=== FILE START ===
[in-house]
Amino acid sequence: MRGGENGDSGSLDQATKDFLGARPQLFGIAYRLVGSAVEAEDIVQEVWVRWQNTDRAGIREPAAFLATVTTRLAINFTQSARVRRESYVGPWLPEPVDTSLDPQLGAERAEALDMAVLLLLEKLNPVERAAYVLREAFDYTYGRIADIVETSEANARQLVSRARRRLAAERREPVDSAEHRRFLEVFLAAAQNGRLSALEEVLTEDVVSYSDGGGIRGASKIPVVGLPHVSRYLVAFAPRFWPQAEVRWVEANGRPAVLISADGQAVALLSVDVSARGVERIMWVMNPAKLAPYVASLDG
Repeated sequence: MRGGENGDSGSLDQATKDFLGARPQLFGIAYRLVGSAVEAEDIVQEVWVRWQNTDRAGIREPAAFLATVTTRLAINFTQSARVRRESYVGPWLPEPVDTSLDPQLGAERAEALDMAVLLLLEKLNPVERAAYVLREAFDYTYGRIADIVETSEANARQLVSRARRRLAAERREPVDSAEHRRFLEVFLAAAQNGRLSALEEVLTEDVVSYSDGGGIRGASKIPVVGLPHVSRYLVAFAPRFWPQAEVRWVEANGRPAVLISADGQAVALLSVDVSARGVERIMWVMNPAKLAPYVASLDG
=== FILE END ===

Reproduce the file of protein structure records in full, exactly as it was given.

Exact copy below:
[in-house]
Amino acid sequence: MRGGENGDSGSLDQATKDFLGARPQLFGIAYRLVGSAVEAEDIVQEVWVRWQNTDRAGIREPAAFLATVTTRLAINFTQSARVRRESYVGPWLPEPVDTSLDPQLGAERAEALDMAVLLLLEKLNPVERAAYVLREAFDYTYGRIADIVETSEANARQLVSRARRRLAAERREPVDSAEHRRFLEVFLAAAQNGRLSALEEVLTEDVVSYSDGGGIRGASKIPVVGLPHVSRYLVAFAPRFWPQAEVRWVEANGRPAVLISADGQAVALLSVDVSARGVERIMWVMNPAKLAPYVASLDG
Repeated sequence: MRGGENGDSGSLDQATKDFLGARPQLFGIAYRLVGSAVEAEDIVQEVWVRWQNTDRAGIREPAAFLATVTTRLAINFTQSARVRRESYVGPWLPEPVDTSLDPQLGAERAEALDMAVLLLLEKLNPVERAAYVLREAFDYTYGRIADIVETSEANARQLVSRARRRLAAERREPVDSAEHRRFLEVFLAAAQNGRLSALEEVLTEDVVSYSDGGGIRGASKIPVVGLPHVSRYLVAFAPRFWPQAEVRWVEANGRPAVLISADGQAVALLSVDVSARGVERIMWVMNPAKLAPYVASLDG